excerpt from the book The Price of Salt by Patricia Highsmith, published in 1952.
Darling, I pour all this out to you (the next lines were crossed out). You will undoubtedly handle your future better than I. Let me be a bad example to you. If you are hurt now beyond what you think you can bear and if it makes you–either now or one day–hate me, and this is what I told Abby, then I shan’t be sorry. I may have been that one person you were fated to meet, as you say, and the only one, and you can put it all behind you. Yet if you don’t, for all this failure and the dismalness now, I know what you said that afternoon is right–it needn’t be like this. I do want to talk with you once when you come back, if you’re willing, unless you think you can’t. Your plants are still thriving on the back porch. I water them every day…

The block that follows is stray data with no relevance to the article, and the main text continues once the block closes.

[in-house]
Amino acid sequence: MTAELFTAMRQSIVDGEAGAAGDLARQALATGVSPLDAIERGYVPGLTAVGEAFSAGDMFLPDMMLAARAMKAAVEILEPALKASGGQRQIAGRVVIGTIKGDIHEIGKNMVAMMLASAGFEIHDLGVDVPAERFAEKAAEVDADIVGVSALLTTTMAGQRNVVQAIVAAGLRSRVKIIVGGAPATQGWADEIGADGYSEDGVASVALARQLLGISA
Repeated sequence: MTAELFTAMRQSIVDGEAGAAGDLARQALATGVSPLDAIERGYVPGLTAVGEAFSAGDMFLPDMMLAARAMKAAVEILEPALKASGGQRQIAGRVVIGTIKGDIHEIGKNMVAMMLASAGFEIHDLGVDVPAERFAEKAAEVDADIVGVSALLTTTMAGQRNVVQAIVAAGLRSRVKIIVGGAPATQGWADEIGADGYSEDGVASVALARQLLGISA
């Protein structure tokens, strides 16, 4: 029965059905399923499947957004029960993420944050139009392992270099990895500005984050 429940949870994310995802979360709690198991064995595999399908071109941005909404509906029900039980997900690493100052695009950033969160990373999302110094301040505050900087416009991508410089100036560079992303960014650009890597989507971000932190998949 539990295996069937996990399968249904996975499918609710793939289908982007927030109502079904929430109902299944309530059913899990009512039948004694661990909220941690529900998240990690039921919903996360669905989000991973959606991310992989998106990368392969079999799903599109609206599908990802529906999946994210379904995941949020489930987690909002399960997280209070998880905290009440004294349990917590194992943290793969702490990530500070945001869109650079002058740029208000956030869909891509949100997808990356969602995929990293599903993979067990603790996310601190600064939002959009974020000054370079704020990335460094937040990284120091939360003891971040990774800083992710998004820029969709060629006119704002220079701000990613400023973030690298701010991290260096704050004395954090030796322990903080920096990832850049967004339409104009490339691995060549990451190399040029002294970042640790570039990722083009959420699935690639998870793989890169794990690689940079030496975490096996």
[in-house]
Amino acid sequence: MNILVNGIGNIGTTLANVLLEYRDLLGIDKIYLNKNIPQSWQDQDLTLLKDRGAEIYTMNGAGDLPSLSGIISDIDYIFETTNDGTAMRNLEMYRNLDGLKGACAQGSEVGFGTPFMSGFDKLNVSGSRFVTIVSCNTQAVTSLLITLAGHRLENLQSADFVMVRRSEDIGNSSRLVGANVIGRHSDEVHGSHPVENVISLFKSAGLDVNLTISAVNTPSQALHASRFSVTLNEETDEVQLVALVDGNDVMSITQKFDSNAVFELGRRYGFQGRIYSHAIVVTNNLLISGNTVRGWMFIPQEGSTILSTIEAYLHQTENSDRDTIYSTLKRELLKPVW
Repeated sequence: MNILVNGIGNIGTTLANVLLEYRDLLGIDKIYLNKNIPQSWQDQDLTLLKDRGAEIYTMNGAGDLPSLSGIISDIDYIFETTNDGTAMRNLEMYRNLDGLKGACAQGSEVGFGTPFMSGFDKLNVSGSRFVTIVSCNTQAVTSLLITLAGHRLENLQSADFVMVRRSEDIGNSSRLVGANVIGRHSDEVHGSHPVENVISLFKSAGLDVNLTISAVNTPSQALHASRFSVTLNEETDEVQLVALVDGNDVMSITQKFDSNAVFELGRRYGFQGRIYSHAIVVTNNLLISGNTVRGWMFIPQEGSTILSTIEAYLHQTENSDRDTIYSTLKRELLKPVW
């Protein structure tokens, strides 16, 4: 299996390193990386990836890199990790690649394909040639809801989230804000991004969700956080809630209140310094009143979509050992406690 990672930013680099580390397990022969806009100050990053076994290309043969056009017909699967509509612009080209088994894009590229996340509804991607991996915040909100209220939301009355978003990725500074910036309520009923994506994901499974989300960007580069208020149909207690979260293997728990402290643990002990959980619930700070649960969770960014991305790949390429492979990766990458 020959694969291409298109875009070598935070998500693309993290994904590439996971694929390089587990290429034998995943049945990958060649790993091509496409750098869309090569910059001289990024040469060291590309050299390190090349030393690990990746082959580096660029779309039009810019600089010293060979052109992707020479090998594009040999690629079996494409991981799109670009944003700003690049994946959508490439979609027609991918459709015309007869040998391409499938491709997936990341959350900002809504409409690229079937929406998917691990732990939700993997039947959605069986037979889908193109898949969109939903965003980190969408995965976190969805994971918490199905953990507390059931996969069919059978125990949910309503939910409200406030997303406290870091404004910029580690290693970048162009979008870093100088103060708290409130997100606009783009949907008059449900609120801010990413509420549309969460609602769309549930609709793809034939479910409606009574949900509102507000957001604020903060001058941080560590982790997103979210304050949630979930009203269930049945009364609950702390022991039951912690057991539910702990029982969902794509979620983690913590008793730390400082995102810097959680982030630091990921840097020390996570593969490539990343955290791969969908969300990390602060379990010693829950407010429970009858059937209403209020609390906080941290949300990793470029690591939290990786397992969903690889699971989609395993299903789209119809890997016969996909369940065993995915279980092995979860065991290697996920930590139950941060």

Therese could not read anymore.
“I love you,” Carol said.
Therese opened her eyes, but she did not look up.
“I know you don’t feel the same about me. Do you?”
“I don’t know, Carol.”
“That’s the same thing.” Carol’s voice was soft, expectant, expecting affirmation or denial.
“Anyway, it’s a living and I’ll like it. The apartment’s a nice big one – big enough for two. I was hoping you might like to come and live with me, but I guess you won’t.”
“Would you?” Carol looked at her.
“Well,” Carol said smiling, impatient.
“No,” Therese said. “No, I don’t think so.”